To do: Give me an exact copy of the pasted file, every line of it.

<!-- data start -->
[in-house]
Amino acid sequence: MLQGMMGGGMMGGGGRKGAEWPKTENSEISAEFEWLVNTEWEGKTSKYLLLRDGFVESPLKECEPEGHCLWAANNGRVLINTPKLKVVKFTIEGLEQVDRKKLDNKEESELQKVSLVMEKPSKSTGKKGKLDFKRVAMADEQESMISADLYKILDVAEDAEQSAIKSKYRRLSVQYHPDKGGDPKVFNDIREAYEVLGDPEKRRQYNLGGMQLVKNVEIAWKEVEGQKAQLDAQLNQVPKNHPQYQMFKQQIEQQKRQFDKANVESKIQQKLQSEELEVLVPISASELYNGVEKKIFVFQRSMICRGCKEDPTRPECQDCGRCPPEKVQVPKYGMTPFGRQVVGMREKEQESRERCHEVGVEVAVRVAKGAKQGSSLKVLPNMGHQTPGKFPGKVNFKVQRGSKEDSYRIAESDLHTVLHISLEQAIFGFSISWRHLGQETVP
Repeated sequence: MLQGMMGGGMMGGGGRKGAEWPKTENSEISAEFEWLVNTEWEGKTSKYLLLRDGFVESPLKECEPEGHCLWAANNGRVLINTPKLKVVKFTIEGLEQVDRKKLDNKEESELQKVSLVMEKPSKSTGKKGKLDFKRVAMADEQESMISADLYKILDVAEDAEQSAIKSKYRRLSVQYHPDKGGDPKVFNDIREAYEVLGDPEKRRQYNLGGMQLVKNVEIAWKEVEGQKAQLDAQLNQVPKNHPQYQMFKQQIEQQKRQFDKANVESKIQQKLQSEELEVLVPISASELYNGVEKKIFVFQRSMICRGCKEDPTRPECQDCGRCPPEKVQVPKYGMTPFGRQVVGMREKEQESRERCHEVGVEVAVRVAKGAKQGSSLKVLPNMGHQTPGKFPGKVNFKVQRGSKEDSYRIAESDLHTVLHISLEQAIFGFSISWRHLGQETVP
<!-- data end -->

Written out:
[in-house]
Amino acid sequence: MLQGMMGGGMMGGGGRKGAEWPKTENSEISAEFEWLVNTEWEGKTSKYLLLRDGFVESPLKECEPEGHCLWAANNGRVLINTPKLKVVKFTIEGLEQVDRKKLDNKEESELQKVSLVMEKPSKSTGKKGKLDFKRVAMADEQESMISADLYKILDVAEDAEQSAIKSKYRRLSVQYHPDKGGDPKVFNDIREAYEVLGDPEKRRQYNLGGMQLVKNVEIAWKEVEGQKAQLDAQLNQVPKNHPQYQMFKQQIEQQKRQFDKANVESKIQQKLQSEELEVLVPISASELYNGVEKKIFVFQRSMICRGCKEDPTRPECQDCGRCPPEKVQVPKYGMTPFGRQVVGMREKEQESRERCHEVGVEVAVRVAKGAKQGSSLKVLPNMGHQTPGKFPGKVNFKVQRGSKEDSYRIAESDLHTVLHISLEQAIFGFSISWRHLGQETVP
Repeated sequence: MLQGMMGGGMMGGGGRKGAEWPKTENSEISAEFEWLVNTEWEGKTSKYLLLRDGFVESPLKECEPEGHCLWAANNGRVLINTPKLKVVKFTIEGLEQVDRKKLDNKEESELQKVSLVMEKPSKSTGKKGKLDFKRVAMADEQESMISADLYKILDVAEDAEQSAIKSKYRRLSVQYHPDKGGDPKVFNDIREAYEVLGDPEKRRQYNLGGMQLVKNVEIAWKEVEGQKAQLDAQLNQVPKNHPQYQMFKQQIEQQKRQFDKANVESKIQQKLQSEELEVLVPISASELYNGVEKKIFVFQRSMICRGCKEDPTRPECQDCGRCPPEKVQVPKYGMTPFGRQVVGMREKEQESRERCHEVGVEVAVRVAKGAKQGSSLKVLPNMGHQTPGKFPGKVNFKVQRGSKEDSYRIAESDLHTVLHISLEQAIFGFSISWRHLGQETVP